Warriors tap Dejan Milojevic to help James Wiseman make career jump

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Milojevic tasked with helping Wiseman make career jump originally appeared on NBC Sports Bayarea

You don't need to tell Steve Kerr that James Wiseman didn't have the correct support system he needed last season to get his rookie season off on the right foot. Kerr knows this. 

In his eight years with the Warriors, Kerr has never been tasked with developing a young player with the potential Wiseman has. He inherited Steph Curry when Curry was in his fifth year. Klay Thompson was in his third. Both of them acclimated to the NBA quickly. 

Wiseman was completely different. The Warriors knew they weren't going to contend for a title, so they decided to let Wiseman, the No. 2 overall pick in the 2020 draft, just go out and see what he could do. But now, with a clear goal in mind, they need to bring Wiseman along at a steady pace. 

Over the summer, the Warriors brought in several new assistant coaches, one of which is Dejan Milojevic, who has his fingerprints all over the careers of Nikola Jokic, Ivica Zubac and Boban Marjanovic. His new job: coach up and develop Wiseman. 

Of course, this isn't Milojevic's only responsibility, and Wiseman isn't the only player he's working with.

"Looney as well," Milojevic said. "I'm working with all the big guys." And Wiseman's development won't be a solo project for Milojevic either -- other coaches will work alongside the second-year player. 

But, Milojevic is who spends the bulk of the time with Wiseman. 

"My first goal is to just have him fit in with Golden State," Milojevic said. "He's in a different situation than some rookies because he plays with several superstars. I think it's a blessing for him. Maybe he's not going to have as many shots as he would if he's on a less competitive team, but I think it's very beneficial for him. He's going to learn how to play with one of the best players ever."

Coming off of a meniscus tear -- which the Warriors said he will be re-evaluated for on Nov. 1 -- Wiseman's involvement in practices have been limited. He hasn't been cleared to participate in full-contact drills or scrimmages, so he spends most of his time working on the fundamentals and footwork with Milojevic. Footwork is something Milojevic was known for during his basketball career. It's also something he passed along to Jokic, the reigning MVP. 

But that's only a fraction of the work they do together -- in part because of Wiseman's limitations with his rehab, but also because Milojevic's philosophy suggests that on-court work can only do so much in the development of a player.

"When we talk about developing a player, there is a part where you learn skills, but there is a more important part where you work on decision making on the court," Milojevic said. "You're watching videos, analyzing films, explaining you should do this, you should do that. This part is even more important than that part of learning how to dribble and shoot. The most tricky part is to implement those into games, and some players, in the practice, do great but can't implement them into that game."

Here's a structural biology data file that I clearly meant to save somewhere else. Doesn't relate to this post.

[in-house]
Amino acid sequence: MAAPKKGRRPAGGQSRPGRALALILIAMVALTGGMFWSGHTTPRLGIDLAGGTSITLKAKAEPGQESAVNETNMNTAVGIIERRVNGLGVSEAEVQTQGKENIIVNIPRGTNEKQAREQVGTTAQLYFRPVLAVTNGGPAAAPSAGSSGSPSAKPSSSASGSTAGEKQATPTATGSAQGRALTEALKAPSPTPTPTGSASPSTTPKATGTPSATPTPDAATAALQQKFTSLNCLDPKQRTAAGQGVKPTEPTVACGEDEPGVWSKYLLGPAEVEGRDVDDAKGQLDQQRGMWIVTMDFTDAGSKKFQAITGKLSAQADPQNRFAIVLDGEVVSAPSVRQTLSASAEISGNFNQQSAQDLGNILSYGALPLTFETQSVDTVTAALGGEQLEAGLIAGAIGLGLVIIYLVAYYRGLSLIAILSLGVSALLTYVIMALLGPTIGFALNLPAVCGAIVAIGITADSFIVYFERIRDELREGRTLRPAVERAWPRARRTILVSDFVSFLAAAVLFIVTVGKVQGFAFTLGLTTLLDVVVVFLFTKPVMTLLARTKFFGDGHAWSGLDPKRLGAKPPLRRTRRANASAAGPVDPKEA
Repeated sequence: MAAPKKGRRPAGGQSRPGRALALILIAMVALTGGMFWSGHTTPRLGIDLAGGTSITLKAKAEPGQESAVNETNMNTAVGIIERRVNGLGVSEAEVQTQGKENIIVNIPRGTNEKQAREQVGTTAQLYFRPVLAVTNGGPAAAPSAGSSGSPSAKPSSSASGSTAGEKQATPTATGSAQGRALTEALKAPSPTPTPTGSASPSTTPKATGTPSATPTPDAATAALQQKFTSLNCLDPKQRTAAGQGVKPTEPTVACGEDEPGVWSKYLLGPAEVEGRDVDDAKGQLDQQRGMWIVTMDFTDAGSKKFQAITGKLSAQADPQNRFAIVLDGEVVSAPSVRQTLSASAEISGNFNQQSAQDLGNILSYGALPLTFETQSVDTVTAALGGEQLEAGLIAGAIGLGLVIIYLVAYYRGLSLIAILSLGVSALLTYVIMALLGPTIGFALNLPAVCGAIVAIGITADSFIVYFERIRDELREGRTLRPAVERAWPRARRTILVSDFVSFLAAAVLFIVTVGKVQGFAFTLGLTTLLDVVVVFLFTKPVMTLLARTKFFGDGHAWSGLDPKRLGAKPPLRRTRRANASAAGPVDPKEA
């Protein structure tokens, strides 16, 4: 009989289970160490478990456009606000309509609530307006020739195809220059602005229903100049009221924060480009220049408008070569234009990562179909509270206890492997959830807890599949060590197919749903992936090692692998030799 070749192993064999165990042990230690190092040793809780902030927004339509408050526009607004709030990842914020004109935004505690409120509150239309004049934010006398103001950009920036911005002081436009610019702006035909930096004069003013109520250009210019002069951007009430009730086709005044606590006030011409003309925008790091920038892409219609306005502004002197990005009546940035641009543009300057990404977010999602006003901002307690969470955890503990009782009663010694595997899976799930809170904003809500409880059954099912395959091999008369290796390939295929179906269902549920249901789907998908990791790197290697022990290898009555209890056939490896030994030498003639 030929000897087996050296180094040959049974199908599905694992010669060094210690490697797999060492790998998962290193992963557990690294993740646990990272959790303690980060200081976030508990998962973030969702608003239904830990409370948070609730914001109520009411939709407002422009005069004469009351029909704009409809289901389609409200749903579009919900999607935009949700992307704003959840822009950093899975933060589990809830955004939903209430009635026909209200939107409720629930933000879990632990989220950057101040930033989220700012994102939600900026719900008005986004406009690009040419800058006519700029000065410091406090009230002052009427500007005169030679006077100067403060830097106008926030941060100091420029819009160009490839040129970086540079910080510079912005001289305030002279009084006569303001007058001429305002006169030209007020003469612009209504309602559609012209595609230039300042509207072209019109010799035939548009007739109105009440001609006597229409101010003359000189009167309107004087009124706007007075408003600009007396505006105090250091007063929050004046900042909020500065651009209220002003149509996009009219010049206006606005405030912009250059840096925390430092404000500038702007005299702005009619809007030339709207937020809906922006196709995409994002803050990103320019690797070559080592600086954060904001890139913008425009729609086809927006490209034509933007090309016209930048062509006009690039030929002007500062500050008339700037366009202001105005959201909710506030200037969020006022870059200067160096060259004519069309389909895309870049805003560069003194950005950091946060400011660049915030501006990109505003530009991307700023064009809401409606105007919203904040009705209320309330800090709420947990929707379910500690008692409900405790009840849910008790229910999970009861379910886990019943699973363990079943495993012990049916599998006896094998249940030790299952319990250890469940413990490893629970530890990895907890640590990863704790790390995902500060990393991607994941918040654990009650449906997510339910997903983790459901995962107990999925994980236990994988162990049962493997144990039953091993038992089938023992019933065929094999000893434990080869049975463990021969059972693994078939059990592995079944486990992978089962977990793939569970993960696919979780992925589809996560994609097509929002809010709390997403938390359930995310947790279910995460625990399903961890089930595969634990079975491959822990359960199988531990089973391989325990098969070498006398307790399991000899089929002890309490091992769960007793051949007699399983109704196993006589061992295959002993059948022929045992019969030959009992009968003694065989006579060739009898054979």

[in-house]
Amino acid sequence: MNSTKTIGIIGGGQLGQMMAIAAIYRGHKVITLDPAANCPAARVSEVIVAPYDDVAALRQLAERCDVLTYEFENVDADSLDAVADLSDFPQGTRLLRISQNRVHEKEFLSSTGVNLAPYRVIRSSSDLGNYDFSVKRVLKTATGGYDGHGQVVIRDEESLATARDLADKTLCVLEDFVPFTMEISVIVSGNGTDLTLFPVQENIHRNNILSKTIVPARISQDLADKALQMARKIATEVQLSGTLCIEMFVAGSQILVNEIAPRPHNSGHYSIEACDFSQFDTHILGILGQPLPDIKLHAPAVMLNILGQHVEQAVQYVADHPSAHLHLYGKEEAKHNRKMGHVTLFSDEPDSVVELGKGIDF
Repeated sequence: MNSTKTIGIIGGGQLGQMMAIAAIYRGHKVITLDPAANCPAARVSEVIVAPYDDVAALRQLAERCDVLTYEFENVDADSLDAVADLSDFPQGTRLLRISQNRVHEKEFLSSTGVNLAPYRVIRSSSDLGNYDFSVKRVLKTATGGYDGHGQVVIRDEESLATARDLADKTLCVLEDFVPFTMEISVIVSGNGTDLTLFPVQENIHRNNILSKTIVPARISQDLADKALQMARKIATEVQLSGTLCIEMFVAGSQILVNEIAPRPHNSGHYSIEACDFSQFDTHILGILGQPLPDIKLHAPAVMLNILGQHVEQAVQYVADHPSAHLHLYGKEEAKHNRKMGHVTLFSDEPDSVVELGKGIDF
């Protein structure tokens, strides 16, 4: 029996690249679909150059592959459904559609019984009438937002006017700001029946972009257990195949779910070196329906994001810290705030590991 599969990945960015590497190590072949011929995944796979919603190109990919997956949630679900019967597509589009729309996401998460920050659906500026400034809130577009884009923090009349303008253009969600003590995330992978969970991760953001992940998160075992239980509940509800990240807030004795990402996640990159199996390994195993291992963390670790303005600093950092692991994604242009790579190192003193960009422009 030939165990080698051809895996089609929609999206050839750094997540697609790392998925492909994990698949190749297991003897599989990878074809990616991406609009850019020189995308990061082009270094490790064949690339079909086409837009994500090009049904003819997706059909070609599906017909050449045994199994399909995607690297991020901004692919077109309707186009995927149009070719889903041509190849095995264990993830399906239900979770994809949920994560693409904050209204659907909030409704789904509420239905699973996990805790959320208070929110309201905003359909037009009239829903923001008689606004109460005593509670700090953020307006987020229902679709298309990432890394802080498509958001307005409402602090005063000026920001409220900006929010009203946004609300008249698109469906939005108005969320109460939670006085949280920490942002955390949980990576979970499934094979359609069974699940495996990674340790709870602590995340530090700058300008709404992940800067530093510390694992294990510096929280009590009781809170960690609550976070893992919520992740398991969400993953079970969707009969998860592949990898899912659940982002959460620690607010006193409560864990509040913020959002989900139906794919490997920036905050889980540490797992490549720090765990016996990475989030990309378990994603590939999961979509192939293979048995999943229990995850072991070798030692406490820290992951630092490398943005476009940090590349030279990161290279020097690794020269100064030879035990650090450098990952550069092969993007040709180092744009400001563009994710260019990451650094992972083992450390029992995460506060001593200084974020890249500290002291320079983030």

RELATED: Warriors burning questions: Can Wiseman become threat down low?

Milojevic is quick to point out how some players simply integrate into the NBA more fluidly than others -- particularly at the center position which has notoriously been a more challenging adjustment than playing in the backcourt. 

Jokic is an example of someone who adjusted rather quickly. But, Milojevic still had his doubts about what the "chubby kid" from Serbia would be able to accomplish.

"I didn't believe he'd be able to win the NBA MVP," Milojevic laughed. "I would lie if I said differently."

Milojevic started working with Jokic when he was 17 years old in Belgrade for Mega Basket. He was able to look past Jokic's physique as Milojevic saw a knack for passing a good understanding and feel for the game that hinted Jokic could become something in this sport. In just three years, Milojevic got Jokic into the NBA, and from there, Milojevic credits the Nuggets organization for how Jokic has blossomed.

"He is a quick learner," Milojevic said of Jokic. "What is most important is he implemented things quickly into the game. Some players learn some moves quickly but it's hard for them to fit into [their team's] game. For Nikola, it was different than it is for James."

Jokic and Wiseman are two different players, in two completely different stages of their careers. The coaching style and drills Milojevic used with Jokic -- and Zubac and Marjanovic -- are similar, if not the same. But, what the Warriors ask Wiseman to do for their organization isn't going to be a replica of who Jokic is for the Nuggets.

What exact role Wiseman plays for the Warriors is yet to be seen, and will only illuminate itself when he gets back on the court, but the long-term expectations for him are clear: "Our goal with James is that he becomes a real part of Golden State and the future."

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